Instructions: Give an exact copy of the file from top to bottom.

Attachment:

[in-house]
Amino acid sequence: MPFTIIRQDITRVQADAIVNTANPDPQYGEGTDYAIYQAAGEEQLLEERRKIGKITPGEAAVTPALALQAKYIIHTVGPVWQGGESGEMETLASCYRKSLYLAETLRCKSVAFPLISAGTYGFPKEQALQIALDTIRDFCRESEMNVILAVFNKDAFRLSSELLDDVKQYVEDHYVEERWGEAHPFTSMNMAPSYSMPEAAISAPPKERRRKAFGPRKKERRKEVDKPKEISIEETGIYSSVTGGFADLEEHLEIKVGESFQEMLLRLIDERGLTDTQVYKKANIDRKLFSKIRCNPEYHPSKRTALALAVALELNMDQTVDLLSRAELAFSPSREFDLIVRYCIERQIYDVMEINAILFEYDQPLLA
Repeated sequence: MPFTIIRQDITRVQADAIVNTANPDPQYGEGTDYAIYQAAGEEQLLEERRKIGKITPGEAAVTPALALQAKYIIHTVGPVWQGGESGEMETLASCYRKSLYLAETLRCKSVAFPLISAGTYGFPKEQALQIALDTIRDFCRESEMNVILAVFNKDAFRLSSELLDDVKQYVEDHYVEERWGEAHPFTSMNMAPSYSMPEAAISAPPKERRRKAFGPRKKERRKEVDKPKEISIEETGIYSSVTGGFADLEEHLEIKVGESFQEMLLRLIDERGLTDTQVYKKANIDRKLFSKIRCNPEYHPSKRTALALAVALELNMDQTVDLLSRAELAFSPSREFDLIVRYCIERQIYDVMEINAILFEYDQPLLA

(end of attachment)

[in-house]
Amino acid sequence: MPFTIIRQDITRVQADAIVNTANPDPQYGEGTDYAIYQAAGEEQLLEERRKIGKITPGEAAVTPALALQAKYIIHTVGPVWQGGESGEMETLASCYRKSLYLAETLRCKSVAFPLISAGTYGFPKEQALQIALDTIRDFCRESEMNVILAVFNKDAFRLSSELLDDVKQYVEDHYVEERWGEAHPFTSMNMAPSYSMPEAAISAPPKERRRKAFGPRKKERRKEVDKPKEISIEETGIYSSVTGGFADLEEHLEIKVGESFQEMLLRLIDERGLTDTQVYKKANIDRKLFSKIRCNPEYHPSKRTALALAVALELNMDQTVDLLSRAELAFSPSREFDLIVRYCIERQIYDVMEINAILFEYDQPLLA
Repeated sequence: MPFTIIRQDITRVQADAIVNTANPDPQYGEGTDYAIYQAAGEEQLLEERRKIGKITPGEAAVTPALALQAKYIIHTVGPVWQGGESGEMETLASCYRKSLYLAETLRCKSVAFPLISAGTYGFPKEQALQIALDTIRDFCRESEMNVILAVFNKDAFRLSSELLDDVKQYVEDHYVEERWGEAHPFTSMNMAPSYSMPEAAISAPPKERRRKAFGPRKKERRKEVDKPKEISIEETGIYSSVTGGFADLEEHLEIKVGESFQEMLLRLIDERGLTDTQVYKKANIDRKLFSKIRCNPEYHPSKRTALALAVALELNMDQTVDLLSRAELAFSPSREFDLIVRYCIERQIYDVMEINAILFEYDQPLLA